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Collectors up in arms over antique gun laws

14 April 2003
By Phillip Hudson, Political Correspondent


Owners of antique pistols will be forced to undergo safety training, fingerprinting and required to install monitored alarms under gun laws before State Parliament.

Collectors of historical and heritage pistols are calling on federal and state governments to reverse a decision to impose the new licence and registration rules as part of the national hand gun ban to begin on July 1.


Victorian Antique and Historical Arms Collectors Guild spokesman, Malcolm McKay, said that in most cases these guns could not be fired as they required special ammunition, such as powder and lead balls, which was not commercially available.

Dr McKay said it was a heavy-handed decision that would have no effect on stopping gun-related crime, but would cost individual collectors of pre-1900 hand guns thousands of dollars to comply.

"It is ridiculous for the Government to imply that criminals use these," he said.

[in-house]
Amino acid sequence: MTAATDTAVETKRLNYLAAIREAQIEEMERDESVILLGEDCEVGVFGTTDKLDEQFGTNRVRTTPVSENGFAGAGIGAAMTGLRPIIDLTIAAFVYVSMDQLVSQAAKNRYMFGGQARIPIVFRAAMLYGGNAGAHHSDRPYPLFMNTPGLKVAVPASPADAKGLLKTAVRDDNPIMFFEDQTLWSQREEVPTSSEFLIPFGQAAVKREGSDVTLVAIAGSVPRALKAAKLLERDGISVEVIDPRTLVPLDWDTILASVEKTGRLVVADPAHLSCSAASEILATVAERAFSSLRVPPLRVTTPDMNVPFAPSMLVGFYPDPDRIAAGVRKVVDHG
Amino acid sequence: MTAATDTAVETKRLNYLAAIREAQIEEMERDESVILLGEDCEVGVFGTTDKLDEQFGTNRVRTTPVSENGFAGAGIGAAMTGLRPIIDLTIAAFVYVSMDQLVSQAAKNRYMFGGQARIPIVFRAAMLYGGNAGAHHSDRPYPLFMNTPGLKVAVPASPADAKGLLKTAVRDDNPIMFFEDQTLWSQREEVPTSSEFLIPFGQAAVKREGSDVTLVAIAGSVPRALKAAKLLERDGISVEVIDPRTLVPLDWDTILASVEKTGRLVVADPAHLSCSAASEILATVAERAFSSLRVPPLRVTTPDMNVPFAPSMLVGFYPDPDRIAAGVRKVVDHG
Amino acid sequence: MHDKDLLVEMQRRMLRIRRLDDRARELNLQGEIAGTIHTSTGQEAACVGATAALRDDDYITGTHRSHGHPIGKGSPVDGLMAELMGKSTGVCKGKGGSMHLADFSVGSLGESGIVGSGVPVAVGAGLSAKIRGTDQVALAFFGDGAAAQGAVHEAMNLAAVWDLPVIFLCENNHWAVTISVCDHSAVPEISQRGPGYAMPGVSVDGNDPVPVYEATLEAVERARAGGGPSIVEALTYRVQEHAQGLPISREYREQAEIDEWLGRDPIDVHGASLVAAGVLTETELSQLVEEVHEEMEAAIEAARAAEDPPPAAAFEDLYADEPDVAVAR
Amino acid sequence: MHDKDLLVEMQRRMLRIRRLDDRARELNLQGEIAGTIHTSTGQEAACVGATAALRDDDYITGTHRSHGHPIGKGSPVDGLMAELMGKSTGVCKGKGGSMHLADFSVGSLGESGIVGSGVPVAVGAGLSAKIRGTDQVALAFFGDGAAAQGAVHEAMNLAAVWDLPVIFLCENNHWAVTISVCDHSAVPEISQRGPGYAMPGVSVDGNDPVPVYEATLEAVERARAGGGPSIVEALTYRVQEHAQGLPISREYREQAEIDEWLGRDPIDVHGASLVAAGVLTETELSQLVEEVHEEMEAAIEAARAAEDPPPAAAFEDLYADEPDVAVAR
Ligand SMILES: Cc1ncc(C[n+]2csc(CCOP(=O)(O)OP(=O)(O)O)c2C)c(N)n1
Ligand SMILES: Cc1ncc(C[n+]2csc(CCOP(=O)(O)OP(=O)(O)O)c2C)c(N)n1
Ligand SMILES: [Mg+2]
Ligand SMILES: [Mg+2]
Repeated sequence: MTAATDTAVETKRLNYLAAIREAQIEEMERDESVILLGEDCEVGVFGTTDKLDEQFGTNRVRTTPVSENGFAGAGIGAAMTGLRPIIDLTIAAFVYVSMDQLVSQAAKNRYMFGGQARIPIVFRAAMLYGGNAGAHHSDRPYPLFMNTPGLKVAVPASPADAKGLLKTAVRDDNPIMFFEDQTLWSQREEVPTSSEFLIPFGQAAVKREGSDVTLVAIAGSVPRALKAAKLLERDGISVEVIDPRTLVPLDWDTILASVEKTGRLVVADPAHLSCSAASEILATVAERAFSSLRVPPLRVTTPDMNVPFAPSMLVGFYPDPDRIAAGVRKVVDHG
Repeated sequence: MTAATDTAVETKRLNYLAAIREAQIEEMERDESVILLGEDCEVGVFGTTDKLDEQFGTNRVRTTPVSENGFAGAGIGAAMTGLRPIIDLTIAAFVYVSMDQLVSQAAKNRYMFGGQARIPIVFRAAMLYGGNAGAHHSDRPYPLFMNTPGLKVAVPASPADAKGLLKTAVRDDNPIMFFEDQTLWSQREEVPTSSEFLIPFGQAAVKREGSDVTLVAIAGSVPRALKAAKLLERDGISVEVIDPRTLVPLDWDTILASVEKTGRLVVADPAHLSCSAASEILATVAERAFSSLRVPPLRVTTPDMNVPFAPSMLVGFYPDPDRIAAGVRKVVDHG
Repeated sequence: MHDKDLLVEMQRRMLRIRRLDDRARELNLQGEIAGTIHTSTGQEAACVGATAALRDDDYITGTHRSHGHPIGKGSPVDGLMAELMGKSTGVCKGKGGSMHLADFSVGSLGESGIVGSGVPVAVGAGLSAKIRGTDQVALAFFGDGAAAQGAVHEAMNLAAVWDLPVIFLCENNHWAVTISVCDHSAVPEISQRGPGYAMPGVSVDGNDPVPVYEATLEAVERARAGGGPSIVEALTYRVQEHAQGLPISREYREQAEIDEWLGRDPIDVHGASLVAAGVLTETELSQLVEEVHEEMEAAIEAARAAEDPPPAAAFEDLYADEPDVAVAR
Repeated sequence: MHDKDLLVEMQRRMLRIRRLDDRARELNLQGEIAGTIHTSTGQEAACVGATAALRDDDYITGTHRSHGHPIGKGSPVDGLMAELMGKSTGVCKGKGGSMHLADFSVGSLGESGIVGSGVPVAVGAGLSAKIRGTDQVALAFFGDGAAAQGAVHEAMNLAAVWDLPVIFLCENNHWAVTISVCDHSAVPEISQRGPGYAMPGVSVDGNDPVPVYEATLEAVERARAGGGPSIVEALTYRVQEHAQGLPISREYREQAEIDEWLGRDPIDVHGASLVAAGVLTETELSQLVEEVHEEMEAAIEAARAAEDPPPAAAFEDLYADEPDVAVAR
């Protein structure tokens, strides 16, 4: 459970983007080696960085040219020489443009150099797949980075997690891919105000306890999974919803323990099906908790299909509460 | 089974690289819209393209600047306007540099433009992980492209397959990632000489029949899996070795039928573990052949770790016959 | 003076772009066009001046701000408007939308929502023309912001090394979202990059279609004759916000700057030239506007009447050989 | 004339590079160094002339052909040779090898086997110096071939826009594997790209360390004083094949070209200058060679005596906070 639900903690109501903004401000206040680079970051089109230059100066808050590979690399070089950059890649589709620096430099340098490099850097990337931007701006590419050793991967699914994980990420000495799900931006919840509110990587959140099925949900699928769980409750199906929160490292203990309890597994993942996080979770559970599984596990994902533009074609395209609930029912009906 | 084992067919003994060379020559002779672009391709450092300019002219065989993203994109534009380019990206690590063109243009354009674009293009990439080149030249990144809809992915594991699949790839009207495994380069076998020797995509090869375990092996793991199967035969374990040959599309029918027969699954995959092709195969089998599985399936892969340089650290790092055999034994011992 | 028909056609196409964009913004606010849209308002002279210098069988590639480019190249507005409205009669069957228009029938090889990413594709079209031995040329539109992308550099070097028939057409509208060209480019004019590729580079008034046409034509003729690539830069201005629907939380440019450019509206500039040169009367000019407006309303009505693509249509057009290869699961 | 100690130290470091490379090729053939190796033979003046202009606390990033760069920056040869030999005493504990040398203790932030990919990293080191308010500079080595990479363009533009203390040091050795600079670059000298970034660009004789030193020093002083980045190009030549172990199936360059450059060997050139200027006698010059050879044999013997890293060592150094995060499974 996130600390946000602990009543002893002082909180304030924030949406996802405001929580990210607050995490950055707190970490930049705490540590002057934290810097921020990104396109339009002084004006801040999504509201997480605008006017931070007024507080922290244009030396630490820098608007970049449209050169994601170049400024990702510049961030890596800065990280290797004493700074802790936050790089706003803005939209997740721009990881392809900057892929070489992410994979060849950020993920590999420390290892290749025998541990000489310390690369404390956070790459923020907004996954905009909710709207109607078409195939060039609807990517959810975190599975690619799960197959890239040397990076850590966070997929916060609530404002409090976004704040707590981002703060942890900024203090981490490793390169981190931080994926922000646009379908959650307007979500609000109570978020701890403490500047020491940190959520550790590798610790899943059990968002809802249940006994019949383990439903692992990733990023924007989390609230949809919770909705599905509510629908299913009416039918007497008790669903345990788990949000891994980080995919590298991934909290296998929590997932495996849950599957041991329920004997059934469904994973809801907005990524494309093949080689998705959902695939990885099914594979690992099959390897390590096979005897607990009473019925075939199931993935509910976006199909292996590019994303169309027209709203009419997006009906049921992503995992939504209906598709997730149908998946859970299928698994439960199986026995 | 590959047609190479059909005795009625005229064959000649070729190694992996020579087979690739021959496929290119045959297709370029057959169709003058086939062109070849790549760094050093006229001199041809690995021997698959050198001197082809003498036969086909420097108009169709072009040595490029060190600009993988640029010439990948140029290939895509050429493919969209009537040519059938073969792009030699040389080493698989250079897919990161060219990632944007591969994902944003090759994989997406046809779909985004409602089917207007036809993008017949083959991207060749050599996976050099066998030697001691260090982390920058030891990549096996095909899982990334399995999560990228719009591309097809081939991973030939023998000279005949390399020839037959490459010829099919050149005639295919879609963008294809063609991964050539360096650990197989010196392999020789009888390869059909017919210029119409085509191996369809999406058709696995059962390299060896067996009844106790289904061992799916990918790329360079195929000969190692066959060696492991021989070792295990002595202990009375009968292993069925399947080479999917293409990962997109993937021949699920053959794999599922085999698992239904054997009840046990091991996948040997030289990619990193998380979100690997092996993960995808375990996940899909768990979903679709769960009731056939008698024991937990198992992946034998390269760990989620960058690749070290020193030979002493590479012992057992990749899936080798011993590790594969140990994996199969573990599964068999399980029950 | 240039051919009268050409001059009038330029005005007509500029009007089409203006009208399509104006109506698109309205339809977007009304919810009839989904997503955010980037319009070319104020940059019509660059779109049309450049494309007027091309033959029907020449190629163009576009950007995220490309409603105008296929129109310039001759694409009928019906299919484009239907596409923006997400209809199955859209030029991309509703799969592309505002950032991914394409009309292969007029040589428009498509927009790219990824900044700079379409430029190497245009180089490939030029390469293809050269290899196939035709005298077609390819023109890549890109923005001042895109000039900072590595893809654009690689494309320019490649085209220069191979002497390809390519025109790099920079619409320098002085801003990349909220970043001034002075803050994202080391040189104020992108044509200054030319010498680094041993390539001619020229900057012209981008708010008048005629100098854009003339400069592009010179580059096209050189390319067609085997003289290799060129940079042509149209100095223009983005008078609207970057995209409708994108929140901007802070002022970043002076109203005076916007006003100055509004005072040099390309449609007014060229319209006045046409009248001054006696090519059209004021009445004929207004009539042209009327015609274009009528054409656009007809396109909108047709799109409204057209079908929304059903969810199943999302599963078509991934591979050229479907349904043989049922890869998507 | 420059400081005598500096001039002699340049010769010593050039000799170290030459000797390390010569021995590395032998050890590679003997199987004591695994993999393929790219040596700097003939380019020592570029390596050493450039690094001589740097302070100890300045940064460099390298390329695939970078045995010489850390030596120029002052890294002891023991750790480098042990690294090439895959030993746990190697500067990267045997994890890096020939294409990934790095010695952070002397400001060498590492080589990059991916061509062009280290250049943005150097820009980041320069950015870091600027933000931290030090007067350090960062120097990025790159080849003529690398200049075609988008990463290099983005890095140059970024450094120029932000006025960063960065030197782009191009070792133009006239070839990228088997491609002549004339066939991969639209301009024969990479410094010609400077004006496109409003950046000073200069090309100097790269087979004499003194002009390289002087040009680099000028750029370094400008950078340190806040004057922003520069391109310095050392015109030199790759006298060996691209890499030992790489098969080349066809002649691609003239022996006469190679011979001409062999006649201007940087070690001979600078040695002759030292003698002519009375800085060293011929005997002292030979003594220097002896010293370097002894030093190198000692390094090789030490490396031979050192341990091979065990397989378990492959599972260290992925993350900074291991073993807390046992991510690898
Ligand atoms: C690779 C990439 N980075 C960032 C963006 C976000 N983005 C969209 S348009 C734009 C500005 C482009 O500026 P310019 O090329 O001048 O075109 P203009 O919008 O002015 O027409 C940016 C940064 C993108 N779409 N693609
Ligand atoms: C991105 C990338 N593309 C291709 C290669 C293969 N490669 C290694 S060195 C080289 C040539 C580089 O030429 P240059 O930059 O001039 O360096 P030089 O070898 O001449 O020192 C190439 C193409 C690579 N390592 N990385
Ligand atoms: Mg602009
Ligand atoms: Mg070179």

"We wrote to federal and state governments asking for evidence where historical guns had been used in crime. None of them could provide any evidence.

"We think the last time a muzzle-loading pistol was used in this way was during the breakout of the Kelly Gang."

Dr McKay said most collectors of antique guns were company directors, managers, retired people, engineers, farmers, surgeons and pilots.

"These are extremely valuable items which can be up to 200 years old," he said.

"They are bought by collectors in the same way that fine art is bought."

Dr McKay said the new laws would require collectors to undergo safety training, even though they did not shoot heritage pistols because it could damage the guns and reduce their value.

A spokeswoman for federal Justice Minister Chris Ellison said the change was decided at the Council of Australian Governments meeting last year that set new national bans on hand-guns.

"The ministers around the country want to know where all the hand-guns in Australian are, including the old ones," she said.

"This will bring all pre-1900 hand guns into line with the requirements which are already in place for collectors of post-1900 hand guns."

A spokesman for the Victorian Government said antique guns would have to be registered in line with national guidelines and the Government soon would meet with the guild.


This story can be found in The Age - Monday, 14 April 2003.

© Copyright 2005 The Antique and Historical Arms Collectors Guild of Victoria. All rights reserved.